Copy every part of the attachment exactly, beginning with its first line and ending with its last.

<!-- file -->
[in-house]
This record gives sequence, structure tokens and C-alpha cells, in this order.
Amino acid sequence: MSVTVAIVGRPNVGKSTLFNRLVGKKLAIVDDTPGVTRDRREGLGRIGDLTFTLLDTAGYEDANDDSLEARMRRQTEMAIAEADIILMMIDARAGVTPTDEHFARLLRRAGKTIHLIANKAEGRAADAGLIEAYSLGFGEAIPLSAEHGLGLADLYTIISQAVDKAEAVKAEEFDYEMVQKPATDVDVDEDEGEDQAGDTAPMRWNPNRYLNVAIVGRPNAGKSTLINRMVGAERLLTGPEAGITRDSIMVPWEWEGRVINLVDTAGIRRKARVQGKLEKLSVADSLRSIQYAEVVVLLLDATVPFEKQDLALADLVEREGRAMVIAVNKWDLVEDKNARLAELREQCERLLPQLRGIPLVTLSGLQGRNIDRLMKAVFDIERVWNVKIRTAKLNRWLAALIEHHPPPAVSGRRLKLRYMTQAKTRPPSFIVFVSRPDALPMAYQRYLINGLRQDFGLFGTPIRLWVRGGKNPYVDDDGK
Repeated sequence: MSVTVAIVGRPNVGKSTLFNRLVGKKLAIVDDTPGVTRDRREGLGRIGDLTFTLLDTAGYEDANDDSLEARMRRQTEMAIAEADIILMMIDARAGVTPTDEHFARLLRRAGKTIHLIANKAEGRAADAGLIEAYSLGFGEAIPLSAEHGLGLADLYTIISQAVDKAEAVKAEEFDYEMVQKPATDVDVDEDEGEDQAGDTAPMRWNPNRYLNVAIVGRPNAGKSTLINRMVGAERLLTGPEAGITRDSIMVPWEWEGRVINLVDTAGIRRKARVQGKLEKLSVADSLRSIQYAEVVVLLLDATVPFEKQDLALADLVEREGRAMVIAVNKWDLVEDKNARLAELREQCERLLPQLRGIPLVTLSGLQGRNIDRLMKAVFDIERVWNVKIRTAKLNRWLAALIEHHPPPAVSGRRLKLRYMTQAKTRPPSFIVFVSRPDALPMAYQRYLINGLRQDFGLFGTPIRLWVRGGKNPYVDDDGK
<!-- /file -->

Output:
[in-house]
This record gives sequence, structure tokens and C-alpha cells, in this order.
Amino acid sequence: MSVTVAIVGRPNVGKSTLFNRLVGKKLAIVDDTPGVTRDRREGLGRIGDLTFTLLDTAGYEDANDDSLEARMRRQTEMAIAEADIILMMIDARAGVTPTDEHFARLLRRAGKTIHLIANKAEGRAADAGLIEAYSLGFGEAIPLSAEHGLGLADLYTIISQAVDKAEAVKAEEFDYEMVQKPATDVDVDEDEGEDQAGDTAPMRWNPNRYLNVAIVGRPNAGKSTLINRMVGAERLLTGPEAGITRDSIMVPWEWEGRVINLVDTAGIRRKARVQGKLEKLSVADSLRSIQYAEVVVLLLDATVPFEKQDLALADLVEREGRAMVIAVNKWDLVEDKNARLAELREQCERLLPQLRGIPLVTLSGLQGRNIDRLMKAVFDIERVWNVKIRTAKLNRWLAALIEHHPPPAVSGRRLKLRYMTQAKTRPPSFIVFVSRPDALPMAYQRYLINGLRQDFGLFGTPIRLWVRGGKNPYVDDDGK
Repeated sequence: MSVTVAIVGRPNVGKSTLFNRLVGKKLAIVDDTPGVTRDRREGLGRIGDLTFTLLDTAGYEDANDDSLEARMRRQTEMAIAEADIILMMIDARAGVTPTDEHFARLLRRAGKTIHLIANKAEGRAADAGLIEAYSLGFGEAIPLSAEHGLGLADLYTIISQAVDKAEAVKAEEFDYEMVQKPATDVDVDEDEGEDQAGDTAPMRWNPNRYLNVAIVGRPNAGKSTLINRMVGAERLLTGPEAGITRDSIMVPWEWEGRVINLVDTAGIRRKARVQGKLEKLSVADSLRSIQYAEVVVLLLDATVPFEKQDLALADLVEREGRAMVIAVNKWDLVEDKNARLAELREQCERLLPQLRGIPLVTLSGLQGRNIDRLMKAVFDIERVWNVKIRTAKLNRWLAALIEHHPPPAVSGRRLKLRYMTQAKTRPPSFIVFVSRPDALPMAYQRYLINGLRQDFGLFGTPIRLWVRGGKNPYVDDDGK